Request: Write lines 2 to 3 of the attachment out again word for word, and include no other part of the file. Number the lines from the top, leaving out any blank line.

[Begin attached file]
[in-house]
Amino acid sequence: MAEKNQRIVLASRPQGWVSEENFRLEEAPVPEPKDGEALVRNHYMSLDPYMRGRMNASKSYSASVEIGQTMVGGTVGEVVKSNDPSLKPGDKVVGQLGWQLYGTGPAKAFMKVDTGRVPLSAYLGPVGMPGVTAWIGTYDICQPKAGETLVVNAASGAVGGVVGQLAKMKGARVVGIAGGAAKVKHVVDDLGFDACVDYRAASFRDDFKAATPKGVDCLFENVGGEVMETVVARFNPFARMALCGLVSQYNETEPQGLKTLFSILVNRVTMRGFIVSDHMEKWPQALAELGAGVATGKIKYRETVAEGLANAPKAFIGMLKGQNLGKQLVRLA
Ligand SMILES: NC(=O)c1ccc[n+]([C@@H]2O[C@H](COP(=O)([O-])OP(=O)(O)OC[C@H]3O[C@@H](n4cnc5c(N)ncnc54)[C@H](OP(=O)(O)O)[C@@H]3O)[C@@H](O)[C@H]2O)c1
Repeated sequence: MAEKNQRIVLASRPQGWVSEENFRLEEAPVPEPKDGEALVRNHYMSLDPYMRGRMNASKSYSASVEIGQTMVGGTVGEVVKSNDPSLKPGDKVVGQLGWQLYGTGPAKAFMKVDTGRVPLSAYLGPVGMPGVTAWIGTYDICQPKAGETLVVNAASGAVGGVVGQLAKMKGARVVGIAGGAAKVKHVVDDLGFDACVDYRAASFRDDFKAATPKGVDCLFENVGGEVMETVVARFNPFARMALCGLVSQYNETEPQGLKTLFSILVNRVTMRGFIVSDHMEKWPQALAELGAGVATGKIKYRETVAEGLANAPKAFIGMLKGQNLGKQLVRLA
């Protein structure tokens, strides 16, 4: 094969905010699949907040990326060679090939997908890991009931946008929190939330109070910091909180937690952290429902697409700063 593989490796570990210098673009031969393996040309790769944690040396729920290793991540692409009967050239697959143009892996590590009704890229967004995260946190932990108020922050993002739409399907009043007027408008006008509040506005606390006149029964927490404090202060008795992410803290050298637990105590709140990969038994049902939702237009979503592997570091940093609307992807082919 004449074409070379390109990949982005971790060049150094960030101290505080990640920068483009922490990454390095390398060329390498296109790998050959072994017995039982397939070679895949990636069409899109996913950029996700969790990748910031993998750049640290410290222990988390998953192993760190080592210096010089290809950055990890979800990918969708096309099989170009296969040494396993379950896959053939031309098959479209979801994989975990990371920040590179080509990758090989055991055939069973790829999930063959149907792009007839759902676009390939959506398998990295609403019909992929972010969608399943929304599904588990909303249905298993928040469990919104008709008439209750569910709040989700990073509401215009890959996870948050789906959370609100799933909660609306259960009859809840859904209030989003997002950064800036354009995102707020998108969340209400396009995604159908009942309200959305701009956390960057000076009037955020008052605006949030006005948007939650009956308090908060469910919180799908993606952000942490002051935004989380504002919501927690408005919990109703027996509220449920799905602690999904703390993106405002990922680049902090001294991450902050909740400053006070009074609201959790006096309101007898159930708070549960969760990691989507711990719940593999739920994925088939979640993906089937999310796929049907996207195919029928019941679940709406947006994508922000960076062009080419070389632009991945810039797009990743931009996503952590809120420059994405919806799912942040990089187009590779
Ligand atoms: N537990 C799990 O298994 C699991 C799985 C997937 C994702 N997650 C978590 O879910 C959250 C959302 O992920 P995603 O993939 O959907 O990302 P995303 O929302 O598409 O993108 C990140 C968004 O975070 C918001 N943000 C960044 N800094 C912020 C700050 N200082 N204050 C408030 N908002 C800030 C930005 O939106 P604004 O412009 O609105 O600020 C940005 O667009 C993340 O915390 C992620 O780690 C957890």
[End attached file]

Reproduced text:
Amino acid sequence: MAEKNQRIVLASRPQGWVSEENFRLEEAPVPEPKDGEALVRNHYMSLDPYMRGRMNASKSYSASVEIGQTMVGGTVGEVVKSNDPSLKPGDKVVGQLGWQLYGTGPAKAFMKVDTGRVPLSAYLGPVGMPGVTAWIGTYDICQPKAGETLVVNAASGAVGGVVGQLAKMKGARVVGIAGGAAKVKHVVDDLGFDACVDYRAASFRDDFKAATPKGVDCLFENVGGEVMETVVARFNPFARMALCGLVSQYNETEPQGLKTLFSILVNRVTMRGFIVSDHMEKWPQALAELGAGVATGKIKYRETVAEGLANAPKAFIGMLKGQNLGKQLVRLA
Ligand SMILES: NC(=O)c1ccc[n+]([C@@H]2O[C@H](COP(=O)([O-])OP(=O)(O)OC[C@H]3O[C@@H](n4cnc5c(N)ncnc54)[C@H](OP(=O)(O)O)[C@@H]3O)[C@@H](O)[C@H]2O)c1